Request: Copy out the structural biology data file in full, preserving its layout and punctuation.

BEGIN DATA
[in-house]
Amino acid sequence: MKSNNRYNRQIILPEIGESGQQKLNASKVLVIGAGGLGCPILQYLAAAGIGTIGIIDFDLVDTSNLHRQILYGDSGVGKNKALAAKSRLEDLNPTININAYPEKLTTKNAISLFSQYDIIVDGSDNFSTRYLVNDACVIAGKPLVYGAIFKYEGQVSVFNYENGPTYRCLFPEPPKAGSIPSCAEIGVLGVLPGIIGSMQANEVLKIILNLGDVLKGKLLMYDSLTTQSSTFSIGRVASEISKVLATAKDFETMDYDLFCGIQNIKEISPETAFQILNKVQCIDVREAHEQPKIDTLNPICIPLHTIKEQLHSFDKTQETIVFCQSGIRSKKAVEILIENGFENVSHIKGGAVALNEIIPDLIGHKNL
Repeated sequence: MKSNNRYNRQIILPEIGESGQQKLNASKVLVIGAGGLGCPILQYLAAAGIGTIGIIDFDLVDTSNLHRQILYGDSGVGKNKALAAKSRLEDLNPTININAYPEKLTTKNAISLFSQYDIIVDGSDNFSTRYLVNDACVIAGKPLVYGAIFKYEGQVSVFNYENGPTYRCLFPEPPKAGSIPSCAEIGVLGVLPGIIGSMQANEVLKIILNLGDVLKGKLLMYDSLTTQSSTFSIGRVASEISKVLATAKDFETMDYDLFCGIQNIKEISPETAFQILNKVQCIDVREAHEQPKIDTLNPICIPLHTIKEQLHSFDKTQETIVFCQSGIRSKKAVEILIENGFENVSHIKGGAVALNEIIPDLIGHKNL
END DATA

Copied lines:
[in-house]
Amino acid sequence: MKSNNRYNRQIILPEIGESGQQKLNASKVLVIGAGGLGCPILQYLAAAGIGTIGIIDFDLVDTSNLHRQILYGDSGVGKNKALAAKSRLEDLNPTININAYPEKLTTKNAISLFSQYDIIVDGSDNFSTRYLVNDACVIAGKPLVYGAIFKYEGQVSVFNYENGPTYRCLFPEPPKAGSIPSCAEIGVLGVLPGIIGSMQANEVLKIILNLGDVLKGKLLMYDSLTTQSSTFSIGRVASEISKVLATAKDFETMDYDLFCGIQNIKEISPETAFQILNKVQCIDVREAHEQPKIDTLNPICIPLHTIKEQLHSFDKTQETIVFCQSGIRSKKAVEILIENGFENVSHIKGGAVALNEIIPDLIGHKNL
Repeated sequence: MKSNNRYNRQIILPEIGESGQQKLNASKVLVIGAGGLGCPILQYLAAAGIGTIGIIDFDLVDTSNLHRQILYGDSGVGKNKALAAKSRLEDLNPTININAYPEKLTTKNAISLFSQYDIIVDGSDNFSTRYLVNDACVIAGKPLVYGAIFKYEGQVSVFNYENGPTYRCLFPEPPKAGSIPSCAEIGVLGVLPGIIGSMQANEVLKIILNLGDVLKGKLLMYDSLTTQSSTFSIGRVASEISKVLATAKDFETMDYDLFCGIQNIKEISPETAFQILNKVQCIDVREAHEQPKIDTLNPICIPLHTIKEQLHSFDKTQETIVFCQSGIRSKKAVEILIENGFENVSHIKGGAVALNEIIPDLIGHKNL